By improving ties with India and shunning China, is Sri Lanka on a course correction path?
In keeping with the discussions held at the previous National Security Advisor (NSA) meetings, Sri Lanka has established a trilateral secretariat on Maritime Security Cooperation with India and Maldives
Sri Lanka will offer a strategically located deep-sea port to India and Japan, as the island seeks to balance traditional ties against China's rising regional influence.
Government spokesman Keheliya Rambukwella said the cabinet decided Monday to allow India and Japan to have an 85 per cent stake in the West Container Terminal -- the same terms China was granted when building the CICT(Colombo International Container Terminal).
The government said the Indian High Commission in Colombo has "approved" Sri Lanka's latest offer. However, There has been no official response from India's foreign ministry in New Delhi.
In keeping with the discussions held at the previous National Security Advisor (NSA) meetings, Sri Lanka has established a trilateral secretariat on Maritime Security Cooperation with India and Maldives.
Earlier, the three countries had agreed to share intelligence on issues such as terrorism, radicalisation, extremism, drugs, arms and human trafficking, money laundering, and effects of climate change on the maritime environment.
''The entire world will benefit from this initiative as the Indian Ocean is the lifeline of the entire world,'' said the Foreign Secretary Admiral Prof. Jayanath Colombage during the event while expressing his concerns about the importance of the region.
Sri Lanka has put Chinese Sinopharm's Covid-19 vaccine on hold and will use India-manufactured Oxford AstraZeneca vaccine to inoculate 14 million people, a government spokesperson has said.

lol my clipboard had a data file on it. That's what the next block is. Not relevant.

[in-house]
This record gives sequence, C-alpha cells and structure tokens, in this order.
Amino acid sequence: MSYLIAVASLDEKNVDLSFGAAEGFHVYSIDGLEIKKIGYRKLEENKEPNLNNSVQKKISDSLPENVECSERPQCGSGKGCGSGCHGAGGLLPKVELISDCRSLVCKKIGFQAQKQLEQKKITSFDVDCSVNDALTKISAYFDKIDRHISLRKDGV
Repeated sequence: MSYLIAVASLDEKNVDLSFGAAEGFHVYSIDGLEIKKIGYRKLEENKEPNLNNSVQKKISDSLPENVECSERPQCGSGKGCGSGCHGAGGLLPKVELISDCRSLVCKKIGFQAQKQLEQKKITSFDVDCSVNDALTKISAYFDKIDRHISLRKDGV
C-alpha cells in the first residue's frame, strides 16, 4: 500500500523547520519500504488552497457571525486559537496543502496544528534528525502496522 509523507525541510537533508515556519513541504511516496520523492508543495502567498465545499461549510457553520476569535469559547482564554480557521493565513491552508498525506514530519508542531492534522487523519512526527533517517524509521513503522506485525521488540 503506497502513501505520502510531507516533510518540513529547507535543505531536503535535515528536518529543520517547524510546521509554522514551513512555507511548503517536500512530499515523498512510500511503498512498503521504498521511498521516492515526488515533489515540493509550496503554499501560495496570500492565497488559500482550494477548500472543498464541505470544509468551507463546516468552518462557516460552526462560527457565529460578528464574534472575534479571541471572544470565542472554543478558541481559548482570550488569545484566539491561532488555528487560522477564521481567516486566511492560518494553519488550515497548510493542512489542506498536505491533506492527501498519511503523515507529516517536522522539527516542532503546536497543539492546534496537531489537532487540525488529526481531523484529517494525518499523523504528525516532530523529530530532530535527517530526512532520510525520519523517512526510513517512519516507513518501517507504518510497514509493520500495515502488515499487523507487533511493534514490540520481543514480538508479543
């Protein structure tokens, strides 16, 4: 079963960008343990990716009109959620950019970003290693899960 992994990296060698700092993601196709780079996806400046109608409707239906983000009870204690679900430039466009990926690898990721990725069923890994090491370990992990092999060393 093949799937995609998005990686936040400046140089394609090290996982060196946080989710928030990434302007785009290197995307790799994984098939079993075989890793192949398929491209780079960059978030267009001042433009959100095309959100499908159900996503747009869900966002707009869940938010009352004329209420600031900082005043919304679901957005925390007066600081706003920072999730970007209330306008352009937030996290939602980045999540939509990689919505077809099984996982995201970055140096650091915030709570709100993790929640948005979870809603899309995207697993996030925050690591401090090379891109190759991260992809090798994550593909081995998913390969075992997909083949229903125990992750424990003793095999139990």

According to Cabinet co-spokesman, Dr Ramesh Pathirana, ''the Chinese vaccine Sinopharm has not yet completed phase 3 clinical trials. The complete dossier pertaining to the registration of the Chinese vaccine has also not yet been received.''
"For the time being, we need to go with the AstraZeneca vaccine. The moment we receive full documentation from the Chinese manufacturer, we can consider registering it," he added.
The Sri Lankan cabinet approved the purchase of 10 million doses of 'Made in India' AstraZeneca's Covid-19 vaccine from the SII for USD 52.5 million, local media reported.
Sri Lanka is not the only country that has expressed its concerns over the lack of information on Chinese-made vaccines. Earlier, it was reported that Sri Lankan authorities will begin inoculating the general public against the Covid-19 from next month.
In the month of January, the Sinovac vaccine was found to be far less effective than vaccines developed by Pfizer-BioNTech and Moderna, according to a Brazilian government statement.
The efficacy of the Chinese-made vaccine was also found to be 50.38 per cent in Brazil's late-stage trials.